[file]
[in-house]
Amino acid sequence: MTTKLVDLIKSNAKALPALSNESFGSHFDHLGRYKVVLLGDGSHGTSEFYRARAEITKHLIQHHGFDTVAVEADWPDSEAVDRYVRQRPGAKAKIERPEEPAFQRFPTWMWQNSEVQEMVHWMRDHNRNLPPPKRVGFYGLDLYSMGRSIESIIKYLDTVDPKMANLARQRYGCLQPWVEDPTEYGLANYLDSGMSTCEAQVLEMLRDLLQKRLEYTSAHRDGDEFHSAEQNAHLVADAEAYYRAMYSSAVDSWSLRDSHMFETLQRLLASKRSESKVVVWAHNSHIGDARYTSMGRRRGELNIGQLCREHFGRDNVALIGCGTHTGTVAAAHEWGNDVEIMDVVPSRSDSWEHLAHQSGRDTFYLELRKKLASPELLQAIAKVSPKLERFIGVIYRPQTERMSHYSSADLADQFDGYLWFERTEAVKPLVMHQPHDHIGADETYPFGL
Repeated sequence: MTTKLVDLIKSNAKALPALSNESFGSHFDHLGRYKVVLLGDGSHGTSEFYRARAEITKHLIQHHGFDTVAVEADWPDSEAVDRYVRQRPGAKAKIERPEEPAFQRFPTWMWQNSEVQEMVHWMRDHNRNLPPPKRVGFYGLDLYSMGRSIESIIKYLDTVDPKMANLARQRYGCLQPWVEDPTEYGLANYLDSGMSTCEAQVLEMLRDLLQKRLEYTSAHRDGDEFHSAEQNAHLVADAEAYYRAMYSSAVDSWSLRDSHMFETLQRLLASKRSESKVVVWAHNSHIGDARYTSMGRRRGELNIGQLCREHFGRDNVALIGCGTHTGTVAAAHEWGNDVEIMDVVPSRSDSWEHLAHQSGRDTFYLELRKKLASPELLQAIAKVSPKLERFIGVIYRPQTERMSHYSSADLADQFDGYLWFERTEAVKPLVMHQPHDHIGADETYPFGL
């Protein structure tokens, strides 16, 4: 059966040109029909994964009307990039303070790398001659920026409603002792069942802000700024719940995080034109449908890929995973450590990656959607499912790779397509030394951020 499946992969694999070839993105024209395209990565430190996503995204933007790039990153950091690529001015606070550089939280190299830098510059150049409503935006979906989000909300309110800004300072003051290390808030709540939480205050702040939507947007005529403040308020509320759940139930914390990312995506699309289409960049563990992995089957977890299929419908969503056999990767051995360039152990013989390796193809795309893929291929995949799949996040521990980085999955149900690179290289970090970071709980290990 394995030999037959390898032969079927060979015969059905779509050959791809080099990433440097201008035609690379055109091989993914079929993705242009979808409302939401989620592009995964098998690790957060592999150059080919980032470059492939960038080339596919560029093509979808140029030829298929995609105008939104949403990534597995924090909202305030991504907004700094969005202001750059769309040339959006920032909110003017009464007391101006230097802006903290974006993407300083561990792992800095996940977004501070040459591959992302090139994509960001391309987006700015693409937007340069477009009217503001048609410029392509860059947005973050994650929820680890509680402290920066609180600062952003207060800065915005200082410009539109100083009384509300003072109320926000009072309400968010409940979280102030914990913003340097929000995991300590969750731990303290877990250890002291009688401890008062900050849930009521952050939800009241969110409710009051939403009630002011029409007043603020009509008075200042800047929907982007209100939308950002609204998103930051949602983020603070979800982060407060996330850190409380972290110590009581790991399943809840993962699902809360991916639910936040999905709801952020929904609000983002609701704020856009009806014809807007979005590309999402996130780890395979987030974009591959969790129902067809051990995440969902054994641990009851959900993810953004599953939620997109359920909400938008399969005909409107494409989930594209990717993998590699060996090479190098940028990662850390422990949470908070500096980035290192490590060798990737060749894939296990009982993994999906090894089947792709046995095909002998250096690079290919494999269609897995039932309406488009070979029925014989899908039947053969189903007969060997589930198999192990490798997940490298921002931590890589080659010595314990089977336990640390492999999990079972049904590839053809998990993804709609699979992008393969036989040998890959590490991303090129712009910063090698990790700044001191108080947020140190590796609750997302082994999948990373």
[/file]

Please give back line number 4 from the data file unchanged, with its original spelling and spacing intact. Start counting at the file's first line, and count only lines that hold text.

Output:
């Protein structure tokens, strides 16, 4: 059966040109029909994964009307990039303070790398001659920026409603002792069942802000700024719940995080034109449908890929995973450590990656959607499912790779397509030394951020 499946992969694999070839993105024209395209990565430190996503995204933007790039990153950091690529001015606070550089939280190299830098510059150049409503935006979906989000909300309110800004300072003051290390808030709540939480205050702040939507947007005529403040308020509320759940139930914390990312995506699309289409960049563990992995089957977890299929419908969503056999990767051995360039152990013989390796193809795309893929291929995949799949996040521990980085999955149900690179290289970090970071709980290990 394995030999037959390898032969079927060979015969059905779509050959791809080099990433440097201008035609690379055109091989993914079929993705242009979808409302939401989620592009995964098998690790957060592999150059080919980032470059492939960038080339596919560029093509979808140029030829298929995609105008939104949403990534597995924090909202305030991504907004700094969005202001750059769309040339959006920032909110003017009464007391101006230097802006903290974006993407300083561990792992800095996940977004501070040459591959992302090139994509960001391309987006700015693409937007340069477009009217503001048609410029392509860059947005973050994650929820680890509680402290920066609180600062952003207060800065915005200082410009539109100083009384509300003072109320926000009072309400968010409940979280102030914990913003340097929000995991300590969750731990303290877990250890002291009688401890008062900050849930009521952050939800009241969110409710009051939403009630002011029409007043603020009509008075200042800047929907982007209100939308950002609204998103930051949602983020603070979800982060407060996330850190409380972290110590009581790991399943809840993962699902809360991916639910936040999905709801952020929904609000983002609701704020856009009806014809807007979005590309999402996130780890395979987030974009591959969790129902067809051990995440969902054994641990009851959900993810953004599953939620997109359920909400938008399969005909409107494409989930594209990717993998590699060996090479190098940028990662850390422990949470908070500096980035290192490590060798990737060749894939296990009982993994999906090894089947792709046995095909002998250096690079290919494999269609897995039932309406488009070979029925014989899908039947053969189903007969060997589930198999192990490798997940490298921002931590890589080659010595314990089977336990640390492999999990079972049904590839053809998990993804709609699979992008393969036989040998890959590490991303090129712009910063090698990790700044001191108080947020140190590796609750997302082994999948990373």